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Don't base your carreer choice on money, base it on what you love to do, it has to be a passion that you dont mind working on all day. Not a HOBBY that you love to do in your spare time. I personally woldnt want to work on cars, because I only like working on my stuff (and friends).

Allthough money is very important, its not everything. If you love what your doing and making just enough to get by, I'd bet your happy.

If your doing job that is just that....a job...that you cant wait for the weekends and count down the clock from noon to 5pm...or in some cases 9am , but are making a nice chunk of change doing it, I woulnt want that.
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Old 04-03-2005, 11:02 PM
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Quote:
Originally Posted by NAIRB
Since working with cars is all I've ever done, I'll say that it's a tough living. If I were to spend the kind of money that places like Wyotech or UTI are asking, I would head directly for a real college first. (There are women in real Colleges, but probably scarce at Wyotech!)

A great percentage of young men in high school want to work on cars because it is glamourized on tv shows like American Hotrodder, etc.

Don't get me wrong, you can make a living working on cars, but that's all you're going to do.

You are young, leave yourself open try a few things before you make a strong financial commitment to any one school.

Brian
I agree 100%
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Old 04-03-2005, 11:07 PM
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Im in California and the guy from Wyotech said a starting auto tech can average around $55K-$70K a year.

Thats just what I heard, Personally for the money it takes to get into a Voc. school im going to let the U.S. Army pay for it.
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Old 04-04-2005, 12:39 AM
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Quote:
Originally Posted by skeeveman
Don't base your carreer choice on money, base it on what you love to do, it has to be a passion that you dont mind working on all day. Not a HOBBY that you love to do in your spare time. I personally woldnt want to work on cars, because I only like working on my stuff (and friends).

Allthough money is very important, its not everything. If you love what your doing and making just enough to get by, I'd bet your happy.

If your doing job that is just that....a job...that you cant wait for the weekends and count down the clock from noon to 5pm...or in some cases 9am , but are making a nice chunk of change doing it, I woulnt want that.
My philosophy is exactly the opposite. No matter what you do for a living eventually, it becomes work again. Go for what makes the money. After work you can do what you love to do. Go for the easiest way to make the most money. It needs to be something that you can tolerate, not something you love.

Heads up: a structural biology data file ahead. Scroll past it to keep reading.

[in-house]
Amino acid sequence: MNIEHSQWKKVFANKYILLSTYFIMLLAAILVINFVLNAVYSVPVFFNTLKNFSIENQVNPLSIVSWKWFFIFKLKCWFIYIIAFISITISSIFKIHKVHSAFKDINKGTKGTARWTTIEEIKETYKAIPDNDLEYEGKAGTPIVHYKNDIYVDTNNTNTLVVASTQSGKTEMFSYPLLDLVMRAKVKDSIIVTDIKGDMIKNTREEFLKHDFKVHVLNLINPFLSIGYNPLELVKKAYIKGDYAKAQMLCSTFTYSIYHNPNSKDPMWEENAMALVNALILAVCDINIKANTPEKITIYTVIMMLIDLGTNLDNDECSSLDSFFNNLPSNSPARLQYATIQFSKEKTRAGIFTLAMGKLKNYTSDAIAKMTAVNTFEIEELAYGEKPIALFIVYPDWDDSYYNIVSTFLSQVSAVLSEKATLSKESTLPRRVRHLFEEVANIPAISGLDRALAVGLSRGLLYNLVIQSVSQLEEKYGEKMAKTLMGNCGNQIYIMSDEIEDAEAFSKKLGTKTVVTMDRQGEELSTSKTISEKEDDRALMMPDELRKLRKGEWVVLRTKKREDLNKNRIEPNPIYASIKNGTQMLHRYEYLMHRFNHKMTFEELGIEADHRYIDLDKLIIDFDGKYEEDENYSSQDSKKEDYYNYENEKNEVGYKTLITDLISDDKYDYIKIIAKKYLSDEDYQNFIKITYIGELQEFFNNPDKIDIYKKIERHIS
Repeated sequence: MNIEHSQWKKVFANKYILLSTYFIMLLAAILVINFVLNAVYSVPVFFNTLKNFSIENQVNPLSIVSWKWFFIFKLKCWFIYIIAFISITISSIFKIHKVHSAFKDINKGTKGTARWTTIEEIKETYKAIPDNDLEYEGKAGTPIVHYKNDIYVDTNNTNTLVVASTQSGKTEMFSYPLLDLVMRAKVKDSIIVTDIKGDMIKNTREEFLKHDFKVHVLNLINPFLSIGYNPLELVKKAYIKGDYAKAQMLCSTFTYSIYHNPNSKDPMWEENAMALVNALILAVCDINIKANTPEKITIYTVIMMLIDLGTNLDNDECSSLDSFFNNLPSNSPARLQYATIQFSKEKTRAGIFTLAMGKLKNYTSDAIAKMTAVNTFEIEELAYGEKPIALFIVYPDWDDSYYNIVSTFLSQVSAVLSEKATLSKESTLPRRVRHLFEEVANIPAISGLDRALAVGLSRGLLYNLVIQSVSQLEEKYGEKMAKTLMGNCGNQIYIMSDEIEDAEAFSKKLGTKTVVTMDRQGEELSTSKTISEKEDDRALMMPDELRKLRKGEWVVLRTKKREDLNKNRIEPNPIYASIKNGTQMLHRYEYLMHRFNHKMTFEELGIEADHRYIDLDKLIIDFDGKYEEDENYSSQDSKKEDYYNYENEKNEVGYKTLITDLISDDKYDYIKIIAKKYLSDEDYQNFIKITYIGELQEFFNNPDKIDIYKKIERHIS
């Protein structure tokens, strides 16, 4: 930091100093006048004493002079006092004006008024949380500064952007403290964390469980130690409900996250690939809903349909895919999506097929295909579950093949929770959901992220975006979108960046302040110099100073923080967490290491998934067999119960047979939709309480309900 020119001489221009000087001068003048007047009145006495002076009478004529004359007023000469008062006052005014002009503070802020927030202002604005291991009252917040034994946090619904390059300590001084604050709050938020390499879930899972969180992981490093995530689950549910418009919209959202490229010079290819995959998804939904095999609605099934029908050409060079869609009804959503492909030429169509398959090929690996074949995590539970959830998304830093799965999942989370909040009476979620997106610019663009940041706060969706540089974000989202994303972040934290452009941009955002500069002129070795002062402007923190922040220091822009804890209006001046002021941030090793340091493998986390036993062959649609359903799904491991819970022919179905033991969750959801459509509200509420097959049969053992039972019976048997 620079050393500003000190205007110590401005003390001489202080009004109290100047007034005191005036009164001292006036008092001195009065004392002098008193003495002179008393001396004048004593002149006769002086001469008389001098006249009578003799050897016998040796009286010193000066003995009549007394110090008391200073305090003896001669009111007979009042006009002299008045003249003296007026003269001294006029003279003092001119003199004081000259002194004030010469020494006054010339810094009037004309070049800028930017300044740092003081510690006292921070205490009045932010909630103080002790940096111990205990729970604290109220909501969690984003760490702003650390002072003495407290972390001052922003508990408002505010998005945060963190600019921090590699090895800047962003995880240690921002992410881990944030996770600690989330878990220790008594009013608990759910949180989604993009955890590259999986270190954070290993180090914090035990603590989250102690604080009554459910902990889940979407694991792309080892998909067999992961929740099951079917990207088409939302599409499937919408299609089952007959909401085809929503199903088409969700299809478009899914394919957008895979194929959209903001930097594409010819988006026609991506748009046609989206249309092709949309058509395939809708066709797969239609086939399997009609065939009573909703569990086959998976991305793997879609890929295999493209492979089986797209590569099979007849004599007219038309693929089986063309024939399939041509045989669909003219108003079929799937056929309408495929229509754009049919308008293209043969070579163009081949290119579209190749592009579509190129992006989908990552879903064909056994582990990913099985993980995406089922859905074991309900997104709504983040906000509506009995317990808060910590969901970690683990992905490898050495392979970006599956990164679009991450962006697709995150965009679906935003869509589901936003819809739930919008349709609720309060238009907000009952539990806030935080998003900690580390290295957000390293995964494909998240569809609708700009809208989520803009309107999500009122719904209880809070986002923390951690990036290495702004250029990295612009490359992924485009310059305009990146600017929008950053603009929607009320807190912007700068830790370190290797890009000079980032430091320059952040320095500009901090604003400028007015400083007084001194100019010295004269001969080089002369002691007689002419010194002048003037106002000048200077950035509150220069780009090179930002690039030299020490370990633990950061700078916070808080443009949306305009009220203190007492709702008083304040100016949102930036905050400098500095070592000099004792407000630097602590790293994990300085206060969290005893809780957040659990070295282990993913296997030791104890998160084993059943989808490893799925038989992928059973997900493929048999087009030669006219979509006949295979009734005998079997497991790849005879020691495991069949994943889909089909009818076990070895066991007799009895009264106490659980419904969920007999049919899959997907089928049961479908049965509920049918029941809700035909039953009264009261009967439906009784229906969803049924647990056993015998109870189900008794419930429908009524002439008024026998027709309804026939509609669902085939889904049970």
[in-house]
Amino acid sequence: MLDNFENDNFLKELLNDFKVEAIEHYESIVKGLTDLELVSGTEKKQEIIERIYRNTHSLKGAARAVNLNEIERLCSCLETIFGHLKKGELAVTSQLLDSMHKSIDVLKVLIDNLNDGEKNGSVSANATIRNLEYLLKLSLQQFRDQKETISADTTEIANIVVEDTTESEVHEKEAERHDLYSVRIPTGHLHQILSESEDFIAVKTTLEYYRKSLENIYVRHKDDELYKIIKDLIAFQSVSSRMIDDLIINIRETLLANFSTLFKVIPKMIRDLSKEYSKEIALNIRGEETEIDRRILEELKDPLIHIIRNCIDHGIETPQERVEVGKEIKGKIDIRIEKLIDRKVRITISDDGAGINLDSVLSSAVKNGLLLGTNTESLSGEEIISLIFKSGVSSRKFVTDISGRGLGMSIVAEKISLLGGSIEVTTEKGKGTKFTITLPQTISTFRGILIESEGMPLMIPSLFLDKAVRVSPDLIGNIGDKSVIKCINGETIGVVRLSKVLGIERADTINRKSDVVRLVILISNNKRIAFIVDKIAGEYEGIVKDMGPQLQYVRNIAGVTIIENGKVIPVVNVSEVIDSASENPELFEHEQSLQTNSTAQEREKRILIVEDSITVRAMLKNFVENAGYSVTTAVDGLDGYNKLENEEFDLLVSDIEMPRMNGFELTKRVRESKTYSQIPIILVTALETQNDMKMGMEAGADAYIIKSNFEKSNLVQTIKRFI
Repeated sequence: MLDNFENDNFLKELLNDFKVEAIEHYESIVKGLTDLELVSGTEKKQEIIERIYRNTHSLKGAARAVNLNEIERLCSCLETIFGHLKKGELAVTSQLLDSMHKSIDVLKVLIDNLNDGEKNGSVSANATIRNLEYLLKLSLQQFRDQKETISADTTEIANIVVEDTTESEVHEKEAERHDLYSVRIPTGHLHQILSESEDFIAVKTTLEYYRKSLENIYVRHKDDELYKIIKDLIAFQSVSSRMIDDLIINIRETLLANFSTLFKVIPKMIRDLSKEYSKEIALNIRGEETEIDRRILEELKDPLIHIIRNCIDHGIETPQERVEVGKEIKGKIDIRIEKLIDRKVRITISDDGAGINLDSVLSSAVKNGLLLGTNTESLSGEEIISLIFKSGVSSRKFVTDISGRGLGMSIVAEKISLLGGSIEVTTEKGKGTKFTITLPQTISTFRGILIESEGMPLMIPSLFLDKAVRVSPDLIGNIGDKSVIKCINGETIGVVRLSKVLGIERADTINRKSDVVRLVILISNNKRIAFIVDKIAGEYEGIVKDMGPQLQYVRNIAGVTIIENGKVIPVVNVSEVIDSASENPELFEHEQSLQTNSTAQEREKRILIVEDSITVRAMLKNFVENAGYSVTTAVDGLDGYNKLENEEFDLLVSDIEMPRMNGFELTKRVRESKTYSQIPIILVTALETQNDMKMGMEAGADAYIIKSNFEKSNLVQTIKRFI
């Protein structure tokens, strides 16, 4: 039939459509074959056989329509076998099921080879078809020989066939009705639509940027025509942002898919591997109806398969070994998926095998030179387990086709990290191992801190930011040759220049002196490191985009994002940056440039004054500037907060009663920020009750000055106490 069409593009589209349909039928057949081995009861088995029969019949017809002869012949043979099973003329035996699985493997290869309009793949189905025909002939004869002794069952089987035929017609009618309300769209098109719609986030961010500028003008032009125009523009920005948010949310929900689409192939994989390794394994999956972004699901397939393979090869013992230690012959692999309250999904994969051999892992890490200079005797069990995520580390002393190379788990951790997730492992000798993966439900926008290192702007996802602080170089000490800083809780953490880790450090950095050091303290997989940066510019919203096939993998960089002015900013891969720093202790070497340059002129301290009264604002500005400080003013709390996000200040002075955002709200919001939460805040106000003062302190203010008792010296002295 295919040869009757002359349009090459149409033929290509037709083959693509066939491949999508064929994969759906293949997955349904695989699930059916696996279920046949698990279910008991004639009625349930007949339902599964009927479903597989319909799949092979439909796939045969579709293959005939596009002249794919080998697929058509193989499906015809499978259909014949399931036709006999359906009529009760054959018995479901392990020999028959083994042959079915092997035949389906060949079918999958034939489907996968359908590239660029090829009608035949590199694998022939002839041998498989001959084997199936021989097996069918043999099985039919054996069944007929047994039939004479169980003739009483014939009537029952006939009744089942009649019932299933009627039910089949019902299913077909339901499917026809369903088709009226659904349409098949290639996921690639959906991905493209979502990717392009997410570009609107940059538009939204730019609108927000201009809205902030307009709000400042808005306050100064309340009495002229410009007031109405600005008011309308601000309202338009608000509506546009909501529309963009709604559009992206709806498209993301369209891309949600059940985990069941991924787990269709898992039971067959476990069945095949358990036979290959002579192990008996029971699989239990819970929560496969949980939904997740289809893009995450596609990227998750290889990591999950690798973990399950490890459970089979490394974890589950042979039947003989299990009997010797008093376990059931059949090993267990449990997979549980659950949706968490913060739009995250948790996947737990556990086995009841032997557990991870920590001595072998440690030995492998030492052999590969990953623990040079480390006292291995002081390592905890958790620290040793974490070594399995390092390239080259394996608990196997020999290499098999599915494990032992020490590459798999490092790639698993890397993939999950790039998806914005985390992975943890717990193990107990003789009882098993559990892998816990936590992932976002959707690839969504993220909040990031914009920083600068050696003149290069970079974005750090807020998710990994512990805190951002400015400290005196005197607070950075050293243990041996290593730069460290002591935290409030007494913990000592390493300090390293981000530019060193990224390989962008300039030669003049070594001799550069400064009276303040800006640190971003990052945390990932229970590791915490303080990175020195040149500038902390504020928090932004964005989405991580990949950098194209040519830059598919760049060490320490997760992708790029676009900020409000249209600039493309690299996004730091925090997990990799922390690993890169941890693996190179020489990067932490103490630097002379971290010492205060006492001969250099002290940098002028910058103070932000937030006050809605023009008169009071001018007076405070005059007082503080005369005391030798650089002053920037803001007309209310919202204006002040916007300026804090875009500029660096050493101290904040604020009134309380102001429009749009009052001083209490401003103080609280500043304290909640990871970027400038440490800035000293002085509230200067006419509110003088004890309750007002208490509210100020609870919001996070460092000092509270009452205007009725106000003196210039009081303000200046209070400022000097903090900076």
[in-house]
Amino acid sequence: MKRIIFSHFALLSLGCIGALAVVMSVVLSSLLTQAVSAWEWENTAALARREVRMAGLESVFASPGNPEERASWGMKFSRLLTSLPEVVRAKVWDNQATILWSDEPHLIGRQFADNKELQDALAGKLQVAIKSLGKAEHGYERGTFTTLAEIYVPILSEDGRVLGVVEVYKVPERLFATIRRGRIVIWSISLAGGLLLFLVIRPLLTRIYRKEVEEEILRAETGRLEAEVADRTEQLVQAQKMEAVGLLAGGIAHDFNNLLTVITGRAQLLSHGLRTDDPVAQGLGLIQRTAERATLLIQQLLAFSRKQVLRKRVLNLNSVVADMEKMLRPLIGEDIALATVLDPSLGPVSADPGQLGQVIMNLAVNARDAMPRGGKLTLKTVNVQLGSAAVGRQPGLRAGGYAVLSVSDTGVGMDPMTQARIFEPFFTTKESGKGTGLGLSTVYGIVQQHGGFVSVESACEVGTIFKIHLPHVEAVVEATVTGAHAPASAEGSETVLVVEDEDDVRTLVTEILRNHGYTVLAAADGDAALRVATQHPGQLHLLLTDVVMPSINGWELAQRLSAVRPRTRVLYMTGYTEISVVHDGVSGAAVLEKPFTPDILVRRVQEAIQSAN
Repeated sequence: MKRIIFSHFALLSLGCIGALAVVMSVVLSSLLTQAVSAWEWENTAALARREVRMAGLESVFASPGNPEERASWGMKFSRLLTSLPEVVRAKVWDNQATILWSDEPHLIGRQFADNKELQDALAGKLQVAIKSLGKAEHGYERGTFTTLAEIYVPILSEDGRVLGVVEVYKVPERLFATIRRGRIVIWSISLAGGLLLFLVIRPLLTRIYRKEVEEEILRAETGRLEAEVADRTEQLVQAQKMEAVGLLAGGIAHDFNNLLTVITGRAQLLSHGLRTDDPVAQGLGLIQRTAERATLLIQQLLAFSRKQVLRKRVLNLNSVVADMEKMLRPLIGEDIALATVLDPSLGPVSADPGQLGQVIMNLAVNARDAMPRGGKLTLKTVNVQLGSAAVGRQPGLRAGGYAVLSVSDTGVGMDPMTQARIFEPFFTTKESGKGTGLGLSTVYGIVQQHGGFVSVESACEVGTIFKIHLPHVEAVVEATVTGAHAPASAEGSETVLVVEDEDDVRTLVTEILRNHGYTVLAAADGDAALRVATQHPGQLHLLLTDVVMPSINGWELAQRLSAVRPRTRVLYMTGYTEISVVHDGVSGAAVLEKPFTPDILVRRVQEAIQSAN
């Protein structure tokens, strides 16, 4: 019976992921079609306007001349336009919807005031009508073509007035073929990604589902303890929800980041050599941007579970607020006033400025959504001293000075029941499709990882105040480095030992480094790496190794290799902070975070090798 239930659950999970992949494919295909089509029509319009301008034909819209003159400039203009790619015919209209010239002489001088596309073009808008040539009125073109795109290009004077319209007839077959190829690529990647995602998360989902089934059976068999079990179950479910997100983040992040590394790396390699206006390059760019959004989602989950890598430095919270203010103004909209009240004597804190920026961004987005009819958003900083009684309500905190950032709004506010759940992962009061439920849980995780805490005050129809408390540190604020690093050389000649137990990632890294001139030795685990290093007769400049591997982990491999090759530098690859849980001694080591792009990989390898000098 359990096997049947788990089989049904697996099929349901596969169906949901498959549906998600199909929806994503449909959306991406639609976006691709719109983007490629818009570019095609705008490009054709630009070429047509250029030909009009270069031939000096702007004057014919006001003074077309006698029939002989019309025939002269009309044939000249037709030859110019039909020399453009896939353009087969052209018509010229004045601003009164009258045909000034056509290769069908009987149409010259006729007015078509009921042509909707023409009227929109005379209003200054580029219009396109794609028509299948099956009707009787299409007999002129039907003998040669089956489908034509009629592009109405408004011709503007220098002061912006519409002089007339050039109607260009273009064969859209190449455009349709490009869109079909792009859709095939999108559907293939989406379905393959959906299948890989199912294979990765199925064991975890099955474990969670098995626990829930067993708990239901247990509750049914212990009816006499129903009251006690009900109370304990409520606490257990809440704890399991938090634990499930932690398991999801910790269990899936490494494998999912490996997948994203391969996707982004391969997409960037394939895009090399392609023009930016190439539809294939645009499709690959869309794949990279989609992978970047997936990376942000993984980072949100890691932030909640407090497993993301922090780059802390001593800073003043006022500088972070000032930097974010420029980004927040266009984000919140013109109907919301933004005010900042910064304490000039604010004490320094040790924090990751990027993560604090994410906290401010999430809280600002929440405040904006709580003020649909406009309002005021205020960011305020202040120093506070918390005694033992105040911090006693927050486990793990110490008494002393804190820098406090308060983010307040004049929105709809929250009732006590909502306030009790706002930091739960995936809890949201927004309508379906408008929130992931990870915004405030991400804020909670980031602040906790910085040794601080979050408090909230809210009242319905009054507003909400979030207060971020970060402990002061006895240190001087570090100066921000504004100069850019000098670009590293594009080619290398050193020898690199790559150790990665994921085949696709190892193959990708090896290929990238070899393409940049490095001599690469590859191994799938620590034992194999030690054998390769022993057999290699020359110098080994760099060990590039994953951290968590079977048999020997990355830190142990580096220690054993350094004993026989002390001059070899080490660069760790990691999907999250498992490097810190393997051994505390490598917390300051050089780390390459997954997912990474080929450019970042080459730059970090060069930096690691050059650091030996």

I played music in bands for years. It shouldn't be considered a job because it didn't pay squat. After a while it felt like work, and with all the blood, sweat, and tears it was work. I loved doing it, but not enough to eat into my bread winning career.

Money isn't everything, but it usually makes everything easier. People that say money doesn't matter are the same poeple that say beauty is on the inside. Be realistic.

The older you get the harder it is to catch up to where you should have been if you would have taken the right path. There is no time in life to make avoidable mistakes.
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Old 04-04-2005, 01:02 AM
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it all depends on what kind of mind you have. I feel like I've done every type of job on this planet. Worked in a factory, worked on cars, got paid as a musician for a while, scrubbed crappers, food service, health care, and all this on three different continents. I'm not super successful, and I'm not ultra good at any one thing, but I've made a lot of observations along the way. I've seen both folks who make a living of what they really love to do and don't mind working 8, 10 or 12 hour days, and I've seen folks who I ask "if you had it all to do over again, would you have done this?" Most of them say "no" and count the minutes until 5pm and have 0 sick days left at the end of the year. My advice is to do what you feel is right, don't hinder yourself with debt and put your money into mutual funds as soon as you can do it. THe one thing I've seen that makes folks more unhappy than any other thing in this world is debt that makes them tied to a job they don't want to be in. It disables them from going back to school or to adapt their changing lifestyle to do what they love. Life is not the 8 hours a day between sleep and doing what you have to do for somebody else to get paid, its an experience, and the only thing that will keep you from living it the way you want is fear. Fear that you can't make your car, house or boat payment or fear that you're not where "you should be" for your age group. Its all BS, do it your way.

In short, if you want to get involved in the automotive field, find out what it has to offer you. Being a mechanic is not the only way to make money in this field....


K
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Old 04-04-2005, 08:32 AM
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Lifes tough enough and time to do what you enjoy in life is short. If you can make money doin something you have a passion for do it. I truely believe that saying that nothin worth doin is always easy. Even if your doin somethin ya love your gonna have rough times. Times where it feels like just a job but they will be offset more by times when you feel like you've accomplished something worth while. Lovin and being passionate about what you do is what carries you through and shortens those times when it feels like just a job.

Doc
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Old 04-04-2005, 02:25 PM